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"Extinct" Bird Re-Discovered

06.03.2015

Jerdon’s babbler is re-discovered near abandoned agricultural research station by WCS-led scientific team in Myanmar

Babbler Rising: Bird thought to be Extinct Re-emerges in Neglected Area


ROBERT TIZARD/WCS

Jerdon’s babbler Chrysomma altirostr, last documented in Myanmar in 1941, has been rediscovered by a team of scientists from WCS, Myanmar’s Nature and Wildlife Conservation Division – MOECAF, and National University of Singapore (NUS). The species was previously thought to be extinct.

• Jerdon’s babbler is re-discovered near abandoned agricultural research station by WCS-led scientific team in Myanmar
• Last confirmed sighting took place in 1941
• Bird once common to Myanmar’s formerly vast grasslands
• Scientists from WCS, Nature and Wildlife Conservation Division - MOECAF, and National University of Singapore made discovery

Newswise — NEW YORK (MARCH 5, 2015) – A scientific team from WCS, Myanmar’s Nature and Wildlife Conservation Division – MOECAF, and National University of Singapore (NUS) has rediscovered a bird previously thought to be extinct.

Jerdon’s babbler (Chrysomma altirostre) had not been seen in Myanmar since July 1941, where it was last found in grasslands near the town of Myitkyo, Bago Region near the Sittaung River.

The rediscovery was described in the recently published issue of Birding Asia, the magazine of the Oriental Bird Club.

The team found the bird on 30 May 2014 while surveying a site around an abandoned agricultural station that still contained some grassland habitat. After hearing the bird’s distinct call, the scientists played back a recording and were rewarded with the sighting of an adult Jerdon’s babbler. Over the next 48 hours, the team repeatedly found Jerdon’s babblers at several locations in the immediate vicinity and managed to obtain blood samples and high-quality photographs.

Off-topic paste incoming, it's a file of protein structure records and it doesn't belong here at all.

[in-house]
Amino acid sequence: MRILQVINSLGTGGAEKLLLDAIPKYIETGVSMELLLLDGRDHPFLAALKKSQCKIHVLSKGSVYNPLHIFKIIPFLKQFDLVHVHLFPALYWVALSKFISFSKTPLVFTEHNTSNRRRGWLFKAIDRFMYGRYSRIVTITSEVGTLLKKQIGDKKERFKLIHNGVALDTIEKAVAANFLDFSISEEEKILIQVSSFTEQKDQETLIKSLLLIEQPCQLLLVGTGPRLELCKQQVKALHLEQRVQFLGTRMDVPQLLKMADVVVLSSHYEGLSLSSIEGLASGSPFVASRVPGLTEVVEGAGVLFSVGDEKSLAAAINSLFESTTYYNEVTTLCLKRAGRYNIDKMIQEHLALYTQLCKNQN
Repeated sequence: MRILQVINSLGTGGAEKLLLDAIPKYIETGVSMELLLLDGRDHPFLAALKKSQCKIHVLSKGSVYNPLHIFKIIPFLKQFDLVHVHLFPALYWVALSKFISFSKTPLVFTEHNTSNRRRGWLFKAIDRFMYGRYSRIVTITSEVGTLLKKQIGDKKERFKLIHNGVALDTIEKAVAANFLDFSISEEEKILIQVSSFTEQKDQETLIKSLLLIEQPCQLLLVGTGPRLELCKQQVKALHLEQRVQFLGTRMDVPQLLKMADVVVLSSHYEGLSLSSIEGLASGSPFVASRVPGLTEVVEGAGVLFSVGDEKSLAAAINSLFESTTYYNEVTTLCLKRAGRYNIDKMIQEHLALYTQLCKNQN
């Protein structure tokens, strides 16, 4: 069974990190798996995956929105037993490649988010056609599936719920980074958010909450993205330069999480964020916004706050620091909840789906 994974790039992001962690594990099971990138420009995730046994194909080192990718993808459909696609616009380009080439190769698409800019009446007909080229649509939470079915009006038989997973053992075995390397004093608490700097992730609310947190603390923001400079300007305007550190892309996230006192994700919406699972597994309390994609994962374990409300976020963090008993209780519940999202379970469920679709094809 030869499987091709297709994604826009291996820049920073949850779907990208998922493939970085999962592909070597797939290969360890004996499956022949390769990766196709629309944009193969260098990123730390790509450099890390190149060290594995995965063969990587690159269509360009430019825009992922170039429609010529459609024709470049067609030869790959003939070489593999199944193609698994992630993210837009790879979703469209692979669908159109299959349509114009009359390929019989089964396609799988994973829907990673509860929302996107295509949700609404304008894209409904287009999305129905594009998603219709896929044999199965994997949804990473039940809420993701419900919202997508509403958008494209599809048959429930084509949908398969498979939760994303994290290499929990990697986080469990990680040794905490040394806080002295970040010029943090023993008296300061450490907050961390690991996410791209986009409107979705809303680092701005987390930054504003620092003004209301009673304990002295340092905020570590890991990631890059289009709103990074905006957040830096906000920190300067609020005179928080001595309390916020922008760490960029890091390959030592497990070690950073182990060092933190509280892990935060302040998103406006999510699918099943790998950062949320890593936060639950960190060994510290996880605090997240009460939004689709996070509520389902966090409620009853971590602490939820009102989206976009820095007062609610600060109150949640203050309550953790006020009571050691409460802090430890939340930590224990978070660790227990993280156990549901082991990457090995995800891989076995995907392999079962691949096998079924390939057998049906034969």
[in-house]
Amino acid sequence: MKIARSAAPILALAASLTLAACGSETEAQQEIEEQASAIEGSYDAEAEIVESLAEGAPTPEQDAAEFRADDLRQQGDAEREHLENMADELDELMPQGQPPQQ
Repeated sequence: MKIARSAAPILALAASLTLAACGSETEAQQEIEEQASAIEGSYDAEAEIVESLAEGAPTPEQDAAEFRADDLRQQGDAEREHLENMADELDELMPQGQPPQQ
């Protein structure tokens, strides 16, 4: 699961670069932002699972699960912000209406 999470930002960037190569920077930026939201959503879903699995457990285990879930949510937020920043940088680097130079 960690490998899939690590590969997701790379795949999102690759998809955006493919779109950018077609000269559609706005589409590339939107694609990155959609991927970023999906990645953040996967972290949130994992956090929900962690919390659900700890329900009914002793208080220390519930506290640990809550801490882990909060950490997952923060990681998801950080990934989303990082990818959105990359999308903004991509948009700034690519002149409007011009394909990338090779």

The small brown bird, about the size of a house sparrow, was initially described by British naturalist T. C. Jerdon in January 1862, who found it in grassy plains near Thayetmyo.

At the beginning of the 20th century, the species was common in the vast natural grassland that once covered the Ayeyarwady and Sittaung flood plains around Yangon. Since then, agriculture and communities have gradually replaced most of these grasslands as the area has developed.

Said Mr Colin Poole, Director of WCS’s Regional Conservation Hub in Singapore, “The degradation of these vast grasslands had led many to consider this subspecies of Jerdon’s Babbler extinct. This discovery not only proves that the species still exists in Myanmar but that the habitat can still be found as well. Future work is needed to identify remaining pockets of natural grassland and develop systems for local communities to conserve and benefit from them.”

The Jerdon’s Babbler in Myanmar is currently considered as one of three subspecies found in the Indus, Bhramaputra, and Ayeyarwady River basins in South Asia. All show subtle differences and may yet prove to be distinctive species.

Further analysis of DNA samples taken from the bird will be studied at the Department of Biological Sciences at the NUS Faculty of Science, to determine if Jerdon’s babbler in Myanmar should be considered a full species. If so, the species would be exclusive to Myanmar and be of very high conservation concern because of its fragmented and threatened habitat.

Explained Assistant Professor Frank Rheindt of the Department, who was a key member of the field team and leader of the genetic analysis, “Our sound recordings indicate that there may be pronounced bioacoustic differences between the Myanmar subspecies and those further west, and genetic data may well confirm the distinctness of the Myanmar population.”